I've began work this week on a trail in a city owned park. Right near my house, so I'm excited. Trouble is the park is reclaimed farm land, and is flat as a pancake with a few areas of woodland. I don't want to make a super twisty squirrel trail, that just seems lame to me. Any Ideas for features that could make a trail like this more fun? I am working with about 1000 acres.

    The parks and rec director has been very open to ideas, but at the same time he doesn't want a totally dangerous situation, nor do I.

    I think NateHawk has it pegged. No matter how flat it looks, water will pool in places. It's just much more difficult to visualize on flatter ground. Routing around your micro hills to get side slope for drainage is going to be a challenge.

    Walt

  6. #6
    Builder of Trails
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    The most important tool you can use when laying out any trail is the clinometer (aka inclinometer.)



    If you have slopes of 3-5%, you can still get the trail to undulate, which helps keep water of the tread.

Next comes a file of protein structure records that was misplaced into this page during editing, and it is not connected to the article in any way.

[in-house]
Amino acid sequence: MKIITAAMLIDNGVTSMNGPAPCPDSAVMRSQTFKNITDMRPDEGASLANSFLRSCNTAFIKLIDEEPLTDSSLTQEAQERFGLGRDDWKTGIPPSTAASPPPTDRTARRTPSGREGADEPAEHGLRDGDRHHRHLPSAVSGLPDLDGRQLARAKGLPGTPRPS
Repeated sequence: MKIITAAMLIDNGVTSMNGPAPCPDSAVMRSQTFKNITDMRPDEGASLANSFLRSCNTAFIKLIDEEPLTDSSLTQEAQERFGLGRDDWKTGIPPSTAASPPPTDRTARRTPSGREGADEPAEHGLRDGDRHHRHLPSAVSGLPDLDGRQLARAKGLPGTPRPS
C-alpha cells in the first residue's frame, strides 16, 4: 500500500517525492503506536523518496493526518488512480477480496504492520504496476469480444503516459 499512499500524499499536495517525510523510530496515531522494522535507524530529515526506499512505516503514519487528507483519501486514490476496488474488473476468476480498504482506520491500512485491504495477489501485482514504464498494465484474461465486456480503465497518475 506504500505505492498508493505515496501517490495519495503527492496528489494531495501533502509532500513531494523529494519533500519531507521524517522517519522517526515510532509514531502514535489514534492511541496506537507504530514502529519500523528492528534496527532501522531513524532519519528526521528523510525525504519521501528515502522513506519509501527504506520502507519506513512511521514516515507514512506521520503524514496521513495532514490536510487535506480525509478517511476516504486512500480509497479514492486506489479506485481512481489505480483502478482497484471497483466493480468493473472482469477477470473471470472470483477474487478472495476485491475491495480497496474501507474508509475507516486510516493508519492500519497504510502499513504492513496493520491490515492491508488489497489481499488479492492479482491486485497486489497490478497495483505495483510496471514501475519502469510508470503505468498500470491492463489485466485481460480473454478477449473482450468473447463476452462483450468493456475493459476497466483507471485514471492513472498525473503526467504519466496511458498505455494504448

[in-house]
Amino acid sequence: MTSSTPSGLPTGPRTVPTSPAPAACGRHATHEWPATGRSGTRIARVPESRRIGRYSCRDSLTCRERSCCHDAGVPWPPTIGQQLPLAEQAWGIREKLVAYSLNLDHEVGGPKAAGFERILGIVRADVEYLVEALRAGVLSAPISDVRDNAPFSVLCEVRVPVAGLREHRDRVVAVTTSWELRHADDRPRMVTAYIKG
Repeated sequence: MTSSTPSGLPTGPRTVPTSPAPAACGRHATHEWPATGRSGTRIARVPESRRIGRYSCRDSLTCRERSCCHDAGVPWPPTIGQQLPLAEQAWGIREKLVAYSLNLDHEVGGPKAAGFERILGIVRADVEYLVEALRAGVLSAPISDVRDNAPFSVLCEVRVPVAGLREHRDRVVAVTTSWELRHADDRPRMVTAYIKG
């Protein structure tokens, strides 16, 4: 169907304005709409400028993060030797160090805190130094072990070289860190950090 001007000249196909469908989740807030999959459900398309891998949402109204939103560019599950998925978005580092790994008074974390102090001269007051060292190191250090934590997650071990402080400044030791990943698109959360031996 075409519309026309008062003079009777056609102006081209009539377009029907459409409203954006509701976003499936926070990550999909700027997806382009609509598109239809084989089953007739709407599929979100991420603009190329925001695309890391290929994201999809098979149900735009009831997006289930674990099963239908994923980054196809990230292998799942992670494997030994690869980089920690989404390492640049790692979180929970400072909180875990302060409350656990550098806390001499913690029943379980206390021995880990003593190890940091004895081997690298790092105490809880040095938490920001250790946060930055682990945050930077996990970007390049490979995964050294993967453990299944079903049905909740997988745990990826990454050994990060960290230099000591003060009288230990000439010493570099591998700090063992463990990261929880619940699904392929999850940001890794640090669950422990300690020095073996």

Dewayne

  7. #7
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    There are a couple singletracks I ride occasionally that are pretty flat, but fairly twisty as they weave through trees and brush. One trail is an alternate to a pretty straight fire road, and has more turns than absolutely needed, but required almost no plant removal, just pruning. The other trail is just a short closed loop off a longer through trail; kinda pointless if you are going somewhere. But they both are really good skill builders as far as bike handling, and not bad for fitness training either.

  8. #8
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    Quote Originally Posted by NateHawk
    Since it's a city owned park, check to see if you can do some earth moving. The HMBA (Hoosier Mountain Bike Association) got permission to do some earth moving at Town Run Trail Park to build some stuff in the skills park section. Consider hauling in some rock if there is none available on site. Farmers usually have rocks they need to get rid of, and will often let you take them for free.
    Also, if there is any major construction work going on, they often need to remove large amounts of rocks and earth that gets in the way of the new building. If they can dump it somewhere for free...

  9. #9
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    Flat land fun is just a circular saw away .




    We are adding trestles and log crossings on a flat section of the trail to add some fun . And while the teeter looks a little rough it holds up fine to this 300lb Clydesdale .